Nothing worth doing ever comes easily, which becomes painfully apparent the first time you fly to Hawaii. It’s fourteen hours from the East Coast with layovers, nearly six from the West. And a serious pain from anywhere else in North America. It’s harder for many Americans to get to Hawaii than Europe — and, with its swaying palms, steaming volcanoes, and prohibitively expensive hotels, it may as well be a made-up vacation world that we never get to see.

But if that chance comes to actually make your Hawaiian dreams a reality, you want to see it all. The big city in Honolulu with all its restaurants, cocktail bars, and world-famous beaches; the peaceful, mountainous agriculture of Maui; the moonscapes and steaming volcanoes of the Big Island; the waterfalls and jungles of Kauai. Because when a trip is that long, expensive, and taxing, you’ve gotta treat every day like it’s your last.

Doing this, of course, is a lot harder than suggesting it. Going from island to island is expensive, with fights ranging from $75 to $200. Hotels aren’t cheap. Even if you can afford them, island-hopping means living out of a suitcase or constantly packing and unpacking every couple of nights. Your choices, for lack of anything else, are spending your entire Hawaiian vacation in stressful and expensive transit or picking one island and missing out on the rest.

Or, you can take a cruise.

Cruise-averse people, hear me out. I know for many of you cruising conjures up images of being trapped on a boat full of families in matching T-shirts and not-so-active seniors. And that’s not always inaccurate. But for about the price of a week at mid-range Hawaiian accommodations, you can have your hotel take you from island to island — spending the night in each one and waking up most mornings to a beautiful new Hawaiian paradise.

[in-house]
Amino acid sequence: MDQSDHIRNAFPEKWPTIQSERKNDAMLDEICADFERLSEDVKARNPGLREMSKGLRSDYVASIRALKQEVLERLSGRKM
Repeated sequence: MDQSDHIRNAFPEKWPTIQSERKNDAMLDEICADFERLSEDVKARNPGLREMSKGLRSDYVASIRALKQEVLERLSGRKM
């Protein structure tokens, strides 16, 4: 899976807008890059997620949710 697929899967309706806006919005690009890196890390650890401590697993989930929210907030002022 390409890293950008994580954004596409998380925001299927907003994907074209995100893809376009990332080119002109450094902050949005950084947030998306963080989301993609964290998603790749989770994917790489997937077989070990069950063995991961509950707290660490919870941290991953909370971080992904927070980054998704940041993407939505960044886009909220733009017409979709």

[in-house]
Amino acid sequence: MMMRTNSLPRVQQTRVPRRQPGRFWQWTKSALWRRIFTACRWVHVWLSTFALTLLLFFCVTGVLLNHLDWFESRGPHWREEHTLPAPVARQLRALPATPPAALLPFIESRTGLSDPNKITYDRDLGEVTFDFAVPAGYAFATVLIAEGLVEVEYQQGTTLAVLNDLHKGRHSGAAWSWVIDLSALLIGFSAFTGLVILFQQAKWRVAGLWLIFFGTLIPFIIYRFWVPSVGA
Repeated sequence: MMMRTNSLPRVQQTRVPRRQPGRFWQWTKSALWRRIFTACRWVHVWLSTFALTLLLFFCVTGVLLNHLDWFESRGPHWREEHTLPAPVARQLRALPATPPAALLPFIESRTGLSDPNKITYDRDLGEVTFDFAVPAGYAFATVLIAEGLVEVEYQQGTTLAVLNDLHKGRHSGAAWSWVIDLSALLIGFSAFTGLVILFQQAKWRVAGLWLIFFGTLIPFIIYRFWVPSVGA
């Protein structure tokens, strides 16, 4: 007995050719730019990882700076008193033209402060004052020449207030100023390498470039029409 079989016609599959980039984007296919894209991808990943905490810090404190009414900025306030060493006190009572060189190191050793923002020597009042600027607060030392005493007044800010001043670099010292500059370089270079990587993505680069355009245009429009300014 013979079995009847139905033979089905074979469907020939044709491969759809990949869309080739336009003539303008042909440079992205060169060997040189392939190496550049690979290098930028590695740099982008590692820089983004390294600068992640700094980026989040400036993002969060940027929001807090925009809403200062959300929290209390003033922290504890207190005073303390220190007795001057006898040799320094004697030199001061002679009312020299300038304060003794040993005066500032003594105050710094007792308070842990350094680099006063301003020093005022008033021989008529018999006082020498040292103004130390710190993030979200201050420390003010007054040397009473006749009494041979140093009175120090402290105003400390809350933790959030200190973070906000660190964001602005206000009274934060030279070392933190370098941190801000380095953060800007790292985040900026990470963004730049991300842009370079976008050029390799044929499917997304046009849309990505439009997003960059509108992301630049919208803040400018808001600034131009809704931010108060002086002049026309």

Your food is included, your views are ever-changing, and it’s the only way to see over half the islands in a week without spending half your time — and money — on planes. And, even if your ship does end up being full of people you’ve spent your life trying to avoid, it doesn’t matter — because you’re rarely stuck on the boat very long. That’s because this cruise is unlike any other in the world.

The most unique cruising experience in America.

Photo: Pierre Leclerc/Shutterstock

Plenty of cruises hit Hawaii, but for reasons I’ll explain later, they nearly all involve lengthy itineraries with long days at sea and stops in other places. Holland America runs an 18-day jaunt that includes a stop in Tahiti. Carnival offers a 10-day trip during which you start in Honolulu and end in Vancouver. But only one ship does a full week in Hawaii with no lengthy sails across the Pacific, and that’s Norwegian Cruise Lines’ Pride of America.

Pride is different than any cruise you’ve ever been on for a lot of reasons, the largest being that it’s the odd boat that’s more about the destination than the ship itself. Not to say that it’s not a modern, clean, well-appointed vessel with great restaurants and plenty of entertainment. But its itinerary is designed to have you spend as much time as possible off the ship, so you can really see Hawaii during your week there.

The seven-day trip stops in four ports with two overnights, enough time for you to do whatever you want without having to rush back to the ship by 5:00 PM. Whereas on some cruises you might have only enough time in port to pick up a hat at the straw market and knock back a few drinks at the closest Señor Frog’s, Pride’s itinerary boasts overnights in Maui and Kauai, as well as two full days on the Big Island in both Kona and Hilo. And it’s the only large-scale cruise ship that’s able to do it all in a week.

Pride can because it’s the only US-flagged ship in NCL’s fleet. While this certainly inspires tear-jerking patriotic pride, it also means that the ship doesn’t need to spend days on end at sea to port in another country. See, cruise ships are allowed to register in any country they like provided they make at least one stop outside the United States. This is why Alaska cruises always stop in Vancouver or Victoria and some Hawaiian cruises sail to Mexico. They do this for a number of reasons, many of which involve complicated US labor laws.